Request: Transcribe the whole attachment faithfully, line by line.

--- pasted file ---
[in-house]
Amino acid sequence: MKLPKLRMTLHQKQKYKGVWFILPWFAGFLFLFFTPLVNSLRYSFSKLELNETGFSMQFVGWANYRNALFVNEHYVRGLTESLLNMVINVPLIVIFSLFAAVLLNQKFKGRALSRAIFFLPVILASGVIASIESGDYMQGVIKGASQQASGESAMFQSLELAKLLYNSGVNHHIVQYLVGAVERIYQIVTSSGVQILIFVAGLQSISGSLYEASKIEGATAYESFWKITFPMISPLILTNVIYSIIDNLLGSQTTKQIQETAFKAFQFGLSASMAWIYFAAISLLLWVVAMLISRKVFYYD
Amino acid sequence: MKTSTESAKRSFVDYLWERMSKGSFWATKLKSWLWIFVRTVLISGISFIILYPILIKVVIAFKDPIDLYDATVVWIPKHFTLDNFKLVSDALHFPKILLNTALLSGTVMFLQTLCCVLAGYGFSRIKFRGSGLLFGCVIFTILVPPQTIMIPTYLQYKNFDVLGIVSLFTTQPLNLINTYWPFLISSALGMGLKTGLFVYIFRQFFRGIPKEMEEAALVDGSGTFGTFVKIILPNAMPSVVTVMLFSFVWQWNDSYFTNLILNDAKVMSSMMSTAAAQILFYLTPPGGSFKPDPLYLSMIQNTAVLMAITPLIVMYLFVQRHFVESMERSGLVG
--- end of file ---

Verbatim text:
[in-house]
Amino acid sequence: MKLPKLRMTLHQKQKYKGVWFILPWFAGFLFLFFTPLVNSLRYSFSKLELNETGFSMQFVGWANYRNALFVNEHYVRGLTESLLNMVINVPLIVIFSLFAAVLLNQKFKGRALSRAIFFLPVILASGVIASIESGDYMQGVIKGASQQASGESAMFQSLELAKLLYNSGVNHHIVQYLVGAVERIYQIVTSSGVQILIFVAGLQSISGSLYEASKIEGATAYESFWKITFPMISPLILTNVIYSIIDNLLGSQTTKQIQETAFKAFQFGLSASMAWIYFAAISLLLWVVAMLISRKVFYYD
Amino acid sequence: MKTSTESAKRSFVDYLWERMSKGSFWATKLKSWLWIFVRTVLISGISFIILYPILIKVVIAFKDPIDLYDATVVWIPKHFTLDNFKLVSDALHFPKILLNTALLSGTVMFLQTLCCVLAGYGFSRIKFRGSGLLFGCVIFTILVPPQTIMIPTYLQYKNFDVLGIVSLFTTQPLNLINTYWPFLISSALGMGLKTGLFVYIFRQFFRGIPKEMEEAALVDGSGTFGTFVKIILPNAMPSVVTVMLFSFVWQWNDSYFTNLILNDAKVMSSMMSTAAAQILFYLTPPGGSFKPDPLYLSMIQNTAVLMAITPLIVMYLFVQRHFVESMERSGLVG